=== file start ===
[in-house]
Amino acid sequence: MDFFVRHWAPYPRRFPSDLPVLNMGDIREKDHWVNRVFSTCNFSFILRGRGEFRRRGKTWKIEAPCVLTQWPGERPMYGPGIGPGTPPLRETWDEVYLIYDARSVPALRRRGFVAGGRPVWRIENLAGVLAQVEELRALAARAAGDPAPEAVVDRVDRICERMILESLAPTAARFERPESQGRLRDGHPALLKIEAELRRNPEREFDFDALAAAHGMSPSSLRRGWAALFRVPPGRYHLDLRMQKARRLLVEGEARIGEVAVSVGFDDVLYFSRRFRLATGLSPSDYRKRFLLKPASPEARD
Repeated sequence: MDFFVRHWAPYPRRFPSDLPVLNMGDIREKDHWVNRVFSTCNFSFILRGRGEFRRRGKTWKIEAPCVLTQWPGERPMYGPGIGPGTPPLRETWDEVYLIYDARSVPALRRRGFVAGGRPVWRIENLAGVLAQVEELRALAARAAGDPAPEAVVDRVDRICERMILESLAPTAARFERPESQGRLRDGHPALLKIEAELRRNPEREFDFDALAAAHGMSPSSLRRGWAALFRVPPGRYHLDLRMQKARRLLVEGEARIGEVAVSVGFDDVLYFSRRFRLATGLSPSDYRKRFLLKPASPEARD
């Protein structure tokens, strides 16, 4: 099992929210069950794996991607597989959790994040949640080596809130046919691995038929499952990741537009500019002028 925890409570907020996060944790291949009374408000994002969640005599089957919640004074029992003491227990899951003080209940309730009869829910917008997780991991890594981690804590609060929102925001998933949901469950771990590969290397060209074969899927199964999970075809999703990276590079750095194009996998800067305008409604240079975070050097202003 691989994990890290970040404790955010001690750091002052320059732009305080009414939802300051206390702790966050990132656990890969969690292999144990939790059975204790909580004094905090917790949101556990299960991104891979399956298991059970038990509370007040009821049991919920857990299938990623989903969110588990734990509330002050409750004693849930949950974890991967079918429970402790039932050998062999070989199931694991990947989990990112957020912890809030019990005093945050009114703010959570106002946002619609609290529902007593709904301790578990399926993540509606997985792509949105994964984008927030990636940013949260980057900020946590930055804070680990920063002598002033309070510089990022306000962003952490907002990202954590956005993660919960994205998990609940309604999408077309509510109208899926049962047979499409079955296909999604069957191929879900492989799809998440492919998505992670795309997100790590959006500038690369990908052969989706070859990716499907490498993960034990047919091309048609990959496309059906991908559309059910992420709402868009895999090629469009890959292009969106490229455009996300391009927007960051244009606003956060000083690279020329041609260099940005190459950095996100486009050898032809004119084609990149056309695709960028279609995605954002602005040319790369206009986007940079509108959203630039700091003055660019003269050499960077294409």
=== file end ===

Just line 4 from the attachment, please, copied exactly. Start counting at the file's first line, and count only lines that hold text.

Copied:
């Protein structure tokens, strides 16, 4: 099992929210069950794996991607597989959790994040949640080596809130046919691995038929499952990741537009500019002028 925890409570907020996060944790291949009374408000994002969640005599089957919640004074029992003491227990899951003080209940309730009869829910917008997780991991890594981690804590609060929102925001998933949901469950771990590969290397060209074969899927199964999970075809999703990276590079750095194009996998800067305008409604240079975070050097202003 691989994990890290970040404790955010001690750091002052320059732009305080009414939802300051206390702790966050990132656990890969969690292999144990939790059975204790909580004094905090917790949101556990299960991104891979399956298991059970038990509370007040009821049991919920857990299938990623989903969110588990734990509330002050409750004693849930949950974890991967079918429970402790039932050998062999070989199931694991990947989990990112957020912890809030019990005093945050009114703010959570106002946002619609609290529902007593709904301790578990399926993540509606997985792509949105994964984008927030990636940013949260980057900020946590930055804070680990920063002598002033309070510089990022306000962003952490907002990202954590956005993660919960994205998990609940309604999408077309509510109208899926049962047979499409079955296909999604069957191929879900492989799809998440492919998505992670795309997100790590959006500038690369990908052969989706070859990716499907490498993960034990047919091309048609990959496309059906991908559309059910992420709402868009895999090629469009890959292009969106490229455009996300391009927007960051244009606003956060000083690279020329041609260099940005190459950095996100486009050898032809004119084609990149056309695709960028279609995605954002602005040319790369206009986007940079509108959203630039700091003055660019003269050499960077294409």